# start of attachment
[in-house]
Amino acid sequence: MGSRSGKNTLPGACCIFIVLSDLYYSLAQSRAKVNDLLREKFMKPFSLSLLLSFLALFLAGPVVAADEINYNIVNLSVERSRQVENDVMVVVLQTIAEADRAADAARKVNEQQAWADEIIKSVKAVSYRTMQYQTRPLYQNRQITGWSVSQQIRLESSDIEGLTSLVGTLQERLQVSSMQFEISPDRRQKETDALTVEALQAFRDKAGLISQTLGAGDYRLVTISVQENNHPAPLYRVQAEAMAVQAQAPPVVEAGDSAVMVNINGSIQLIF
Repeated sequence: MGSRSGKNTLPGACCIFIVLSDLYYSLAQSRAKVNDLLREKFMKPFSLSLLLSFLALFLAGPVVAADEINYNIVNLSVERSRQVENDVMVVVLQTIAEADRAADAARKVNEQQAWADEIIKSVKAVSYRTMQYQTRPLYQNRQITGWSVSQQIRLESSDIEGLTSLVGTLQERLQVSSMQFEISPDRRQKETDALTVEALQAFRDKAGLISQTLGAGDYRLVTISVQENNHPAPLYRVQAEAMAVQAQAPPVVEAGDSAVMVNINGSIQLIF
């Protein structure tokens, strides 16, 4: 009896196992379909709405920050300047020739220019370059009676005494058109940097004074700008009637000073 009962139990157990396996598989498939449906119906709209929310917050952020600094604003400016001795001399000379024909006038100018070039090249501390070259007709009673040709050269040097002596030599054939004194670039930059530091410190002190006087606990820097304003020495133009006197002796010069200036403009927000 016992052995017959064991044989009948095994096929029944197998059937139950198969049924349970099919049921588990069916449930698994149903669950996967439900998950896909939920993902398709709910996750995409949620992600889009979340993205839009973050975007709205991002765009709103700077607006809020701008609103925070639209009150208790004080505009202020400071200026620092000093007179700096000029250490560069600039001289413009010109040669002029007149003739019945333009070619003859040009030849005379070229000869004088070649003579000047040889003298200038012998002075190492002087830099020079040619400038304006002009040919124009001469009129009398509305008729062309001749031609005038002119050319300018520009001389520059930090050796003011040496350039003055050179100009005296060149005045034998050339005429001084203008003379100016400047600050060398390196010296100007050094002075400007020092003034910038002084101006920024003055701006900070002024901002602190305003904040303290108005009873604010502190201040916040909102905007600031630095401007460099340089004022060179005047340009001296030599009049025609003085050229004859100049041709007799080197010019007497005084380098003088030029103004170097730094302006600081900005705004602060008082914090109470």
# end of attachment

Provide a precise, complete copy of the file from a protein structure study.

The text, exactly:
[in-house]
Amino acid sequence: MGSRSGKNTLPGACCIFIVLSDLYYSLAQSRAKVNDLLREKFMKPFSLSLLLSFLALFLAGPVVAADEINYNIVNLSVERSRQVENDVMVVVLQTIAEADRAADAARKVNEQQAWADEIIKSVKAVSYRTMQYQTRPLYQNRQITGWSVSQQIRLESSDIEGLTSLVGTLQERLQVSSMQFEISPDRRQKETDALTVEALQAFRDKAGLISQTLGAGDYRLVTISVQENNHPAPLYRVQAEAMAVQAQAPPVVEAGDSAVMVNINGSIQLIF
Repeated sequence: MGSRSGKNTLPGACCIFIVLSDLYYSLAQSRAKVNDLLREKFMKPFSLSLLLSFLALFLAGPVVAADEINYNIVNLSVERSRQVENDVMVVVLQTIAEADRAADAARKVNEQQAWADEIIKSVKAVSYRTMQYQTRPLYQNRQITGWSVSQQIRLESSDIEGLTSLVGTLQERLQVSSMQFEISPDRRQKETDALTVEALQAFRDKAGLISQTLGAGDYRLVTISVQENNHPAPLYRVQAEAMAVQAQAPPVVEAGDSAVMVNINGSIQLIF
């Protein structure tokens, strides 16, 4: 009896196992379909709405920050300047020739220019370059009676005494058109940097004074700008009637000073 009962139990157990396996598989498939449906119906709209929310917050952020600094604003400016001795001399000379024909006038100018070039090249501390070259007709009673040709050269040097002596030599054939004194670039930059530091410190002190006087606990820097304003020495133009006197002796010069200036403009927000 016992052995017959064991044989009948095994096929029944197998059937139950198969049924349970099919049921588990069916449930698994149903669950996967439900998950896909939920993902398709709910996750995409949620992600889009979340993205839009973050975007709205991002765009709103700077607006809020701008609103925070639209009150208790004080505009202020400071200026620092000093007179700096000029250490560069600039001289413009010109040669002029007149003739019945333009070619003859040009030849005379070229000869004088070649003579000047040889003298200038012998002075190492002087830099020079040619400038304006002009040919124009001469009129009398509305008729062309001749031609005038002119050319300018520009001389520059930090050796003011040496350039003055050179100009005296060149005045034998050339005429001084203008003379100016400047600050060398390196010296100007050094002075400007020092003034910038002084101006920024003055701006900070002024901002602190305003904040303290108005009873604010502190201040916040909102905007600031630095401007460099340089004022060179005047340009001296030599009049025609003085050229004859100049041709007799080197010019007497005084380098003088030029103004170097730094302006600081900005705004602060008082914090109470």